The lack of measurea that will require food manufacturers to accurately disclose the ingredients and nutrition content is one of the things that HB 7200 and 7202 seek to address.
“HB 7200 and 7202 seek to prohibit trans-fat-free claims on product packaging and other marketing strategies…to avoid the so-called ‘halo effect’ or misleading consumers that food products that claim to be trans fat-free are healthy without taking into account that it may contain less than 0.5 grams per serving and may be high in other nutrients such as salt or sugar,” Rosales added.
Javelosa said the government must require packaging to be clear on a product’s contents. It must als report violations and regulate sales in groceries, fast-food stores, schools, and offices.
As of September, the South-East Asia Region has a “relatively slow but growing interest in regulating TFA,” the WHO said in its progress report on the REPLACE Technical Action Package.
Only Thailand has adopted WHO’s best-practice policy, becoming the third country in the world to ban PHOs after Canada and United States. India opted for less restrictive trans fat limits while Bangladesh, Bhutan, Indonesia, Maldives, Myanmar, Nepal, Sri Lanka, and Timor-Leste have committed to eliminate TFA.
“The Western Pacific Region has seen relatively little action,” the WHO said. Singapore is the only country in the region that limits TFA. Brunei Darusasalam, China, Republic of Korea, and the Philippines have so far only proposed measures to regulate TFA.
Since Congress has yet to pass a measure to eliminate trans fats in the country, the best way for Filipinos to identify foods with trans fat is to check on nutrition label, specifically, the list of ingredients,” said nutrition professor Kathleen Cruzada of the University of Santo Tomas
“You have to look for trans-fat-containing ingredients, such as margarine, non-dairy creamer, and [partially] hydrogenated oils and fats,” she added.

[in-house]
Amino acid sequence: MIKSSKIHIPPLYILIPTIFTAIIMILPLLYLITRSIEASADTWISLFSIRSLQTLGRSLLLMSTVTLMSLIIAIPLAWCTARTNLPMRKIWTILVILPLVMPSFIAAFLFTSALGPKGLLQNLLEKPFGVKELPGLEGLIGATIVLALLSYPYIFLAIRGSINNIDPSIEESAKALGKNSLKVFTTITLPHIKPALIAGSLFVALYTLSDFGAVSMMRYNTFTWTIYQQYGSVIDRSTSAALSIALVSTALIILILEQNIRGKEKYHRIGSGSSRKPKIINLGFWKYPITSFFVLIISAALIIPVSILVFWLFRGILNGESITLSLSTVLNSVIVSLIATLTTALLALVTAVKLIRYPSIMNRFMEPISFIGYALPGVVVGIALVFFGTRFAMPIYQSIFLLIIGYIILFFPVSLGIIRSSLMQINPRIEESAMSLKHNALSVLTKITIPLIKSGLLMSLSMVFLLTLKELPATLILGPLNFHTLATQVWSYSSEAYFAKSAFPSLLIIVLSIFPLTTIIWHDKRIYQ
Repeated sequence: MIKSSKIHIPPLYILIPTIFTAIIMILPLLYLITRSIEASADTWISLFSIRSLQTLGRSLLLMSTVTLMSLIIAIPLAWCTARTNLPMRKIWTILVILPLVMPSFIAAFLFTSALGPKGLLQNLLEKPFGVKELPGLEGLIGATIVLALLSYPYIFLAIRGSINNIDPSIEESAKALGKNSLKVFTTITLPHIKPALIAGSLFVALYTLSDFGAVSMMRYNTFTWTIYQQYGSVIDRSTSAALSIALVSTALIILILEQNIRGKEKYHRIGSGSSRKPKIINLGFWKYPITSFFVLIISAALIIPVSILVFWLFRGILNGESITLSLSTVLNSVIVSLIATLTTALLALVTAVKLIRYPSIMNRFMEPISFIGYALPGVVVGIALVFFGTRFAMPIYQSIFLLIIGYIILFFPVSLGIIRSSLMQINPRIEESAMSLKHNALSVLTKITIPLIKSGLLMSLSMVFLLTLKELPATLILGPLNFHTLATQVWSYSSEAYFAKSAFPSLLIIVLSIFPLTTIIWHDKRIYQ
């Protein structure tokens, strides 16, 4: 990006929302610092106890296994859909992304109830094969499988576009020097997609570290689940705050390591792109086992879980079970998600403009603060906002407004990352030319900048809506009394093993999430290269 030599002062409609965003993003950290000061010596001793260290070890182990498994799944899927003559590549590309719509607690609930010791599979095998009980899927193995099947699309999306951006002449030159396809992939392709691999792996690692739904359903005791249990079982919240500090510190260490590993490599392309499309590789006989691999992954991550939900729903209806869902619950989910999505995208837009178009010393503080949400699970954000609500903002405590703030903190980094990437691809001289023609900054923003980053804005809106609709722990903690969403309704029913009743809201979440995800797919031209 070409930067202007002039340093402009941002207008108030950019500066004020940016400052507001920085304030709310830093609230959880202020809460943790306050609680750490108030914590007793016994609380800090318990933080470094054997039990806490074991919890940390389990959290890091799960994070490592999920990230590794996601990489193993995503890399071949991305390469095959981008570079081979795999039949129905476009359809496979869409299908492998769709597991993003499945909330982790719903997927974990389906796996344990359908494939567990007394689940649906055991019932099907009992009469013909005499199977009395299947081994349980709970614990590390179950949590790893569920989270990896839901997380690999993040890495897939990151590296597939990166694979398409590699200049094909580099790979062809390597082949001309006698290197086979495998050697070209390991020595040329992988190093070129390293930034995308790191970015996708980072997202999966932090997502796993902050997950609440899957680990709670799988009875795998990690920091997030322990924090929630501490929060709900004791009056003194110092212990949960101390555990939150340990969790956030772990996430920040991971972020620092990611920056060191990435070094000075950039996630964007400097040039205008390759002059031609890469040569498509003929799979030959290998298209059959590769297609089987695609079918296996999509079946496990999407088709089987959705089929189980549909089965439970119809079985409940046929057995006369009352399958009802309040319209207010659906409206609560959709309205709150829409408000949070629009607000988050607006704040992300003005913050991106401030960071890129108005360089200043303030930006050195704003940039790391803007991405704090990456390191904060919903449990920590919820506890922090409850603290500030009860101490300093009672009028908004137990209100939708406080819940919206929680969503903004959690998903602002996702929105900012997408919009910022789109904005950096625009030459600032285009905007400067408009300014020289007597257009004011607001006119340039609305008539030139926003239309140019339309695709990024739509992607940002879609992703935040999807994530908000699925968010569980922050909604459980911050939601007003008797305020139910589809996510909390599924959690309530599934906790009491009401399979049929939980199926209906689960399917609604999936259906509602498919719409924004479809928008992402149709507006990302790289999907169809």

A nationwide ban on trans fats can also be crucial to the health of the population in times of calamity. Shelf life and time constraint are considerations during calamities and that sometimes means donations of foods high in trans fats. But health experts interviewed for this report said it is still possible to distribute fresh and whole foods during trying times.
Cruzada noted that some local government units distributed vegetables during the lockdown.
“There were media reports about oversupply of vegetables in markets and direct farmer suppliers, which resulted in lower vegetable cost. Those fresh vegetables, particularly root crops, tubers, and other starchy vegetables, could have been distributed instead. Those types of vegetables have longer shelf life,” she said.
“Therefore, there will be less issues when it comes to storage and spoilage if that will be the government’s concerns.”
For Bautista, other options are canned or frozen vegetables and fruits. “Most canned fish like tuna and sardines do not have trans fat, and can be a good source of Omega-3 fatty acids.”
Eating habits are also related to mental health. According to Dr. Rommel Sergio, a psychologist and professor at the Abu Dhabi School of Management, “over-eating and consuming unhealthy foods with harmful trans fats is one of the effects of lockdown that redounds to poor mental health” because “eating is a coping mechanism and ordering from fast-food to fill in boredom since lockdown supports this mechanism.”
For Cruzada, the eating habit of Filipinos is a reflection of the need to strengthen education when it comes to nutrition. She reminded that because there is no COVID-19 vaccine yet, only a “strong immune system is the best defense to COVID-19” and this is achieved by having proper diet and active lifestyle.
“If people are aware of the consequences of a healthy lifestyle that includes diet and exercise, they will value their food choices,” she added.
This story was produced under the ‘(Un)Covering Trans Fats Media Training and Fellowship Program’ by Probe Media Foundation Inc. and ImagineLaw. The views and opinions expressed in this piece are not necessarily those of PMFI and IL.